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Home | Blog | Sour Grape(s): not every accident is the product of someone’s negligence

Negligence against Woolworths set aside

Case note:  Woolworths Limited –v- McQuillan [2017] NSWCA202 (14 August 2017)

Miss McQuillan, the Plaintiff, was injured on 25 November 2012 when she slipped and fell on a grape in the produce section of Woolworths’ supermarket located at Leichhardt Marketplace.  She was initially successful in recovering damages in the agreed sum of $151,000 plus costs in the District Court. Woolworths appealed from that decision.

Slip and fall accident

The accident occurred in the produce section of the store near a specials stand where the grapes were displayed for sale. Although the trial Judge had made findings as to when the grape probably ended up on the floor, it was held by the Court of Appeal that it was ultimately unclear when that had occurred. The Court of Appeal held that Woolworths had not been negligent in the circumstances. Evidence was lead by Woolworths that the store had been routinely cleaned the previous evening and that it maintained a system for the inspection of the store, including the floor, during trading hours to ensure that it was clean and did not pose a risk of injury to customers.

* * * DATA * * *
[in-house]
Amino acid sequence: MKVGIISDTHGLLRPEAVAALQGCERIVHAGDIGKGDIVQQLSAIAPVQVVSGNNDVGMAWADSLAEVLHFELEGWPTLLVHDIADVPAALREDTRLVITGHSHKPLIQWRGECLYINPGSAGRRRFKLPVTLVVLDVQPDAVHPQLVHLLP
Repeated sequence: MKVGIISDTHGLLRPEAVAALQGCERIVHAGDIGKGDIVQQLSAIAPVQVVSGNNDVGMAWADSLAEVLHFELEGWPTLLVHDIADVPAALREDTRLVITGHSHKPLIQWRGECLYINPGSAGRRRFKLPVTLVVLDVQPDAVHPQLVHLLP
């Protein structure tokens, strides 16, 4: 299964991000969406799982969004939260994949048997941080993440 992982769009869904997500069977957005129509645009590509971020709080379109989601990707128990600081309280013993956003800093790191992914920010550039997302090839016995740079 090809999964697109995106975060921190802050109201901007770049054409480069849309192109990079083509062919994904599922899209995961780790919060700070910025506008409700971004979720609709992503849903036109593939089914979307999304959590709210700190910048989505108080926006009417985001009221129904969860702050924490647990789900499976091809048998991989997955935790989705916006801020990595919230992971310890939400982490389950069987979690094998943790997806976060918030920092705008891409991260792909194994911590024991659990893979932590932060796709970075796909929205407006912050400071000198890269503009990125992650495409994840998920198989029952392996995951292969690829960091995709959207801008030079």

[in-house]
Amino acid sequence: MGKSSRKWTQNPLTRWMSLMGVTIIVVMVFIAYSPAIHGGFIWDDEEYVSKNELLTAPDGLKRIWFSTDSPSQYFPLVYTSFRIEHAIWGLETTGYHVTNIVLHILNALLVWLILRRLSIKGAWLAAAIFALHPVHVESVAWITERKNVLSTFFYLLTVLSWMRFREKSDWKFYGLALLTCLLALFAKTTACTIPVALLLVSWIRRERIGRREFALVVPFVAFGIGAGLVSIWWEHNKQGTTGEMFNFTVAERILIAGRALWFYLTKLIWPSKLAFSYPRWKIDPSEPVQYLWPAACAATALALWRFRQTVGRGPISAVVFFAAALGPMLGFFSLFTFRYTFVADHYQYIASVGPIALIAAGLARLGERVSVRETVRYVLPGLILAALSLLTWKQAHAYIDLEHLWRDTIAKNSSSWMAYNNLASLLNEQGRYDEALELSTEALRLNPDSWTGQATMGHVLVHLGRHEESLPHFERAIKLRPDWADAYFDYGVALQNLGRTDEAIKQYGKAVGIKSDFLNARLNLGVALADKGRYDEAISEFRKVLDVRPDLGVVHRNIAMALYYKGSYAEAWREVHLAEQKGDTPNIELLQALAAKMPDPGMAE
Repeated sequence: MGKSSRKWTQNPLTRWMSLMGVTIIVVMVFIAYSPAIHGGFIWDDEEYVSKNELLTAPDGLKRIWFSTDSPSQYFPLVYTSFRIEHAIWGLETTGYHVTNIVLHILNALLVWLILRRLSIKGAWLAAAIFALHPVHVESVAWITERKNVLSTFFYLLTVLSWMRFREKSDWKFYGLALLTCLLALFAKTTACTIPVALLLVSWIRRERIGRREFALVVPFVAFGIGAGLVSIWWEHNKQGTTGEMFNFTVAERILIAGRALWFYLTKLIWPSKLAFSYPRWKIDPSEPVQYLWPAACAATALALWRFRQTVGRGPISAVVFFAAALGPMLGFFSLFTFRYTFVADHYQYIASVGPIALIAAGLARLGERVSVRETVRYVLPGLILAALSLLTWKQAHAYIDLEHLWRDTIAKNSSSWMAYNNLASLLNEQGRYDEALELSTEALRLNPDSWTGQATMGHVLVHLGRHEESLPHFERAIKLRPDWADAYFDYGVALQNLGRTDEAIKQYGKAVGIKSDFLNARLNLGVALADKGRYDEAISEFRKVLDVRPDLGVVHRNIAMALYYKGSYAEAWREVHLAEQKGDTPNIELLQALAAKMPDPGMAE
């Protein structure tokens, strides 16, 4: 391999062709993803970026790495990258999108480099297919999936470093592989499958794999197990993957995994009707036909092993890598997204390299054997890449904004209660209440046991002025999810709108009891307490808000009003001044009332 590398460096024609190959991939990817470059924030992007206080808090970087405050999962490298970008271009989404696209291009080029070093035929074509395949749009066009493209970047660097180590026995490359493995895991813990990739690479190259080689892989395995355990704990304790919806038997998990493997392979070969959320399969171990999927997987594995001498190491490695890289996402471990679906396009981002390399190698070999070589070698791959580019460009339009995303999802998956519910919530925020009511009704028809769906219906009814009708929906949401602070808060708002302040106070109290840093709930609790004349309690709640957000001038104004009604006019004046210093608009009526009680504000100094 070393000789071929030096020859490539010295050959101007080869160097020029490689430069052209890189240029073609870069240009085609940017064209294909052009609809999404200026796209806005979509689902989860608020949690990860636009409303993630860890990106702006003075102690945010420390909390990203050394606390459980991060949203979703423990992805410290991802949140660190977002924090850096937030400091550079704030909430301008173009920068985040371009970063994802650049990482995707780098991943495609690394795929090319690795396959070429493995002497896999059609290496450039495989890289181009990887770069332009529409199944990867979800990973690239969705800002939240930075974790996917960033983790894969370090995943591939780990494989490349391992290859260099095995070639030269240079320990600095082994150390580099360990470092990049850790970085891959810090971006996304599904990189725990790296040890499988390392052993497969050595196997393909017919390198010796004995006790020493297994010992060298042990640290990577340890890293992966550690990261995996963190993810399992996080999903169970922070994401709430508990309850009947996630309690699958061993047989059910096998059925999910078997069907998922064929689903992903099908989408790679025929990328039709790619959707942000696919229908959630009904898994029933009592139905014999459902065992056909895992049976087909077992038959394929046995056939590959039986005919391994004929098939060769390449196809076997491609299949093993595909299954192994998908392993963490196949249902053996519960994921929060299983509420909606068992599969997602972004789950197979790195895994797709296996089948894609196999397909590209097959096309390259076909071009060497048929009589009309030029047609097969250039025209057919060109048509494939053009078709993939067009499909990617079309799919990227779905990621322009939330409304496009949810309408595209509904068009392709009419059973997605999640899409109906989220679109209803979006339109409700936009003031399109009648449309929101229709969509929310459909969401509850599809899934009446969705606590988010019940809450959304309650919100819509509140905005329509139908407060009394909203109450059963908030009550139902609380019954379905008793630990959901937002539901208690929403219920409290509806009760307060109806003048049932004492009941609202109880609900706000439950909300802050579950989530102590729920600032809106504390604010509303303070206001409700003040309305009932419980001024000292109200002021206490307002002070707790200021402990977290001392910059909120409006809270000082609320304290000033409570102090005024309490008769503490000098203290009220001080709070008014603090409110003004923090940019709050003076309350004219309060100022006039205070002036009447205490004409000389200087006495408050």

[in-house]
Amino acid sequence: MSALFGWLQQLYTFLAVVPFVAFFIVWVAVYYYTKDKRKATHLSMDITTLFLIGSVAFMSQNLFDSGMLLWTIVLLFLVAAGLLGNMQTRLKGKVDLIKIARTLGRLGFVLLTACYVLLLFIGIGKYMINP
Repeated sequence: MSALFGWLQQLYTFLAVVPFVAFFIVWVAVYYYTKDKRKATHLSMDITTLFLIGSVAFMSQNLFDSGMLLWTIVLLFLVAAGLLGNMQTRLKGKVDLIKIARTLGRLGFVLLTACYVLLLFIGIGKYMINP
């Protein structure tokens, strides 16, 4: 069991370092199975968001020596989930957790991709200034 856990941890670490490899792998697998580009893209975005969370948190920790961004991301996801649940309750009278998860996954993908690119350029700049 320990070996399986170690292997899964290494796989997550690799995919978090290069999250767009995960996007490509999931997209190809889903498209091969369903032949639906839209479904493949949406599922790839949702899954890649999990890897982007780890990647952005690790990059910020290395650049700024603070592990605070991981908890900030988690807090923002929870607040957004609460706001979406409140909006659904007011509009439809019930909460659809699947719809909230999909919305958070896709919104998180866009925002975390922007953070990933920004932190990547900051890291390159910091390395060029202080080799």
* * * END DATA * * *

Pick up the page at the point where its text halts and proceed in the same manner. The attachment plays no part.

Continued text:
The Court of Appeal ultimately held that the Plaintiff had failed to establish a causal act of negligence on the part of Woolworths. It was not the case, for example, that Woolworths had failed to maintain a system to ensure that the floors of the store were clean and safe and, similarly, that there was any deficiency in that system.

The Court of Appeal held that although it may have been possible for Woolworths to identify and clear up the offending grape, it would have required its staff to keep constant attention on the floor which was unreasonable having regard to the fact that two staff members tasked with supervising the produce stall could reasonably be expected to take their attention away from that task to deal with other duties.

Woolworths was ultimately found not to be negligent and Miss McQuillan therefore will not receive compensation.

The decision represents a useful illustration that not every accident is the product of someone else’s negligence and careful attention needs to be given to the circumstances of each case.

Turn, to Turner Freeman

If you have injured yourself as a result of someone’s negligence contact our personal injury lawyers on 13 43 63.

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